Thursday, January 21, 2010


Ethnocentricity. I'm seeing a lot of that post-earthquake in Haiti.

I doubt any of us would say, "Our country and its citizens are far superior to other people and other cultures in the world!" but that's the attitude I'm seeing on television coverage of the Haiti disaster.

Today a set of parents whose college-age children are missing in Haiti were featured. Although my heart breaks for them, the attitude they had was that the US was not doing enough to find American citizens and that the government needed to get more help to the hotel where their daughters were staying. As the interview goes on, you find that it is one of the hotels were international search and rescue teams have been since the beginning. Meanwhile, most of the Hatians have been left to dig out their own survivors without the aid of international agencies to bring equipment and expertise to help out.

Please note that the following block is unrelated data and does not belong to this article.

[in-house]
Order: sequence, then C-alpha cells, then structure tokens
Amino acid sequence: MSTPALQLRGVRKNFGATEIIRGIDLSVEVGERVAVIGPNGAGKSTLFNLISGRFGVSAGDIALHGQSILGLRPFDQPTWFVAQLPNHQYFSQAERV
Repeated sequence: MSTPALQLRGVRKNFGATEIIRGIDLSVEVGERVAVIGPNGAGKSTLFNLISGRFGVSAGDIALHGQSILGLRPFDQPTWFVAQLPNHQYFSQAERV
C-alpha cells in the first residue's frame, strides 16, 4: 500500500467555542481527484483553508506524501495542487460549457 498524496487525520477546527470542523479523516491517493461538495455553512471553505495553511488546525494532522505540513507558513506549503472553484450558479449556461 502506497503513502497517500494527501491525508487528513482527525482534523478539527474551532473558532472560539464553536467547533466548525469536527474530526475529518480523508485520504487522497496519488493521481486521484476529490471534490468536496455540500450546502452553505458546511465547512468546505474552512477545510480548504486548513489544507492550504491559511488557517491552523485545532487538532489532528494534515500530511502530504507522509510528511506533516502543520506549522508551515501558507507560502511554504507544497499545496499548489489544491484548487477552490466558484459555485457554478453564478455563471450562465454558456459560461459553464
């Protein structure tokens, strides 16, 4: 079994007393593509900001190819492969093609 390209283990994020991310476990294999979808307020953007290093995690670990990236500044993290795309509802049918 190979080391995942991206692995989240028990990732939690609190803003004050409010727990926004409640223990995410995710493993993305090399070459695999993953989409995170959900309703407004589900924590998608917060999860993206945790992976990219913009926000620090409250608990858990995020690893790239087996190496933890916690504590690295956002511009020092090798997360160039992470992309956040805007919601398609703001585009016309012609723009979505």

One of the dads went on to say that the US needed to stop providing aid and continue to focus on search and rescue. Meanwhile, there are people who did survive the disaster who are dying of thirst and infection due to not having the aid they need.

Of course, Dr. Phil says, "No matter how thin you make a pancake, there are always two sides." While I recognize these parents are speaking out of frustration, emotion, fear and helplessness, I am saddened that our media focuses on these stories that continue to paint Americans as ethnocentric people who care only about the needs of the wealthy Americans when disaster strikes.

I suppose there is a bit of truth in that though. We live in an ethnocentric country and an egocentric society.

We all have within our power to help those who cannot help themselves. If you haven't already, check out what Samaritan's Purse is doing and consider a financial donation to help out the poorest country in the Western Hemisphere.

1 comment:

Christy said...

I don't think that those people were intentionally saying that the Haitian people aren't important; it's just a natural human response to think that what's important to US IS what's important. Does that make sense? If my kids were there, THEY would be my main concern b/c they are MY kids. It's not that I would wish harm on anyone else.